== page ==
Keep Your AR-15 — Tax the Ammo

Andrew D Ellis
4 min readJun 9, 2022


There is one — AND ONLY ONE — way that a Democratic majority could dramatically reduce assault weapons violence without sixty votes.

Use the reconciliation process built into the Congressional Budget and Impoundment Control Act to implement a tax on the manufacture, sale, transfer or gift of assault weapons ammunition at $25 per round at both the manufacturing level and at the retail sale level. Tax the ammo manufacturers and the resellers! That’s right: $25 per bullet. The tax on a box of 20 rounds would cost $1,000 (if the manufacturers pass along the tax to their resellers). The tax could be imposed with a simple majority vote that is not subject to a legislative filibuster by inserting the needed tax provisions into a reconciliation bill.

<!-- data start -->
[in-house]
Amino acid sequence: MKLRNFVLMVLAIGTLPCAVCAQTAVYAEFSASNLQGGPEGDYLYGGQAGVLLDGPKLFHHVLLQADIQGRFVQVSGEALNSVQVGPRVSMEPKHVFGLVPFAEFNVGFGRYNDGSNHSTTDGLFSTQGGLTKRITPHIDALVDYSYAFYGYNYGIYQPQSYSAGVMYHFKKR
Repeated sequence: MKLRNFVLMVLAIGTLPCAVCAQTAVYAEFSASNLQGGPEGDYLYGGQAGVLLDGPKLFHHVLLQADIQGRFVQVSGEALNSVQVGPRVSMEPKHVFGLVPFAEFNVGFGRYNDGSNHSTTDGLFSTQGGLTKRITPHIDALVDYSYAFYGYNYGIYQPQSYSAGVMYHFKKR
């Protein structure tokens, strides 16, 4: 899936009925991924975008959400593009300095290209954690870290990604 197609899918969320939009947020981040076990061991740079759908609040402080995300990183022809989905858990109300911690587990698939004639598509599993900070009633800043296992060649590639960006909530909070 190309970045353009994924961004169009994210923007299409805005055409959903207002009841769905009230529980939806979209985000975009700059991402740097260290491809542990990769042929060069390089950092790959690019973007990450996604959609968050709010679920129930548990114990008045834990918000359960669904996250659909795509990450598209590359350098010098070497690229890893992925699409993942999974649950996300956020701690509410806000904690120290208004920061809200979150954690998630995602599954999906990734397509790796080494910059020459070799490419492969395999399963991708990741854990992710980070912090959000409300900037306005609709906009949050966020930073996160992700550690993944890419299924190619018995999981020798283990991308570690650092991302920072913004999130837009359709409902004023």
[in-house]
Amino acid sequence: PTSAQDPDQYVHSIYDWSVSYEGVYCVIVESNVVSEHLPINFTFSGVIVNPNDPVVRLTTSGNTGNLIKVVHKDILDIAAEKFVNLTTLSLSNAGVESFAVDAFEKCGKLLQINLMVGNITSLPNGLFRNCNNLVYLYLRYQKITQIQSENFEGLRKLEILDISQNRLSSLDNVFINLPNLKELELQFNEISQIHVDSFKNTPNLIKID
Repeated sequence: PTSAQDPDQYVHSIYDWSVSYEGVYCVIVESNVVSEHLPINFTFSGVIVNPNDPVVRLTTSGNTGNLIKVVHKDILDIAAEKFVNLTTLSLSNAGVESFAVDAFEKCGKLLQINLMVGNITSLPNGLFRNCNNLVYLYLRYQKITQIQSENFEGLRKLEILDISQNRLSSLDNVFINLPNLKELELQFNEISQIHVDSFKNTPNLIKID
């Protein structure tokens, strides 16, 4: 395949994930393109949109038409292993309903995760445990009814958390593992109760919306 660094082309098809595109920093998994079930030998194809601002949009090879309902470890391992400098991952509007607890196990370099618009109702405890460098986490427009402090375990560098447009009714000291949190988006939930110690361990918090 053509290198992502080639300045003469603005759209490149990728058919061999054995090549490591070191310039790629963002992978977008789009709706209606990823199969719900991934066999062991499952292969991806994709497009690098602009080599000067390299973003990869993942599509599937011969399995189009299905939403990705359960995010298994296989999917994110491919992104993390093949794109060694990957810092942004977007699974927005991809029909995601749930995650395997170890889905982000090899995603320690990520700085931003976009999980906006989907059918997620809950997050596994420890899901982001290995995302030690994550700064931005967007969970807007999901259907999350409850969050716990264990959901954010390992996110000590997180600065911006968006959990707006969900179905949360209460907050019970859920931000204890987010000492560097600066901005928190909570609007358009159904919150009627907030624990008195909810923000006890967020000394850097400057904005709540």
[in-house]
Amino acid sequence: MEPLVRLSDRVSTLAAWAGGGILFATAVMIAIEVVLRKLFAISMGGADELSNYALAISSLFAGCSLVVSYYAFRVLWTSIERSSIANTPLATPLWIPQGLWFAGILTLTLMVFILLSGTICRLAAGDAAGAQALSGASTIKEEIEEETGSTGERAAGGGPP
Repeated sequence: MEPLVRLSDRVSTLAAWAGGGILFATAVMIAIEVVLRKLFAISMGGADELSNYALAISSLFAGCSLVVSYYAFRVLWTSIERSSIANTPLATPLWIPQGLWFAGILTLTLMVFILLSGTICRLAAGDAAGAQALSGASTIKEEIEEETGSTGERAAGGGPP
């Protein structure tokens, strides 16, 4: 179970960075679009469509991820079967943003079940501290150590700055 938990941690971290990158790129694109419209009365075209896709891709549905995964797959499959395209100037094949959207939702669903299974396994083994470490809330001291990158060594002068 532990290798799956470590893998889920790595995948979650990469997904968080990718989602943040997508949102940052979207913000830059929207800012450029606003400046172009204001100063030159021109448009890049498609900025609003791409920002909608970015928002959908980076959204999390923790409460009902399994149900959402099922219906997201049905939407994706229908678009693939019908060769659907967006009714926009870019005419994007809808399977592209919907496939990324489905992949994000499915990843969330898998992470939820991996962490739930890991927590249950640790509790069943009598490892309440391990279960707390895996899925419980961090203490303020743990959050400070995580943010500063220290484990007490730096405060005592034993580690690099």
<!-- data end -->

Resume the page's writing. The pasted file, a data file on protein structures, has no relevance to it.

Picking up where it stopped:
There is no procedural bar to such a provision. And, every reconciliation bill must be brought to a vote; there is a maximum of 100 hours of debate. A reconciliation bill cannot be filibustered. The ammo tax would be a revenue measure that would promote deficit reduction. For those followers of the arcane rules of the Senate, such a tax provision would satisfy the Byrd Rule that prevents the inclusion of any extraneous matters that do not help achieve the budgetary goals set out in the reconciliation instructions.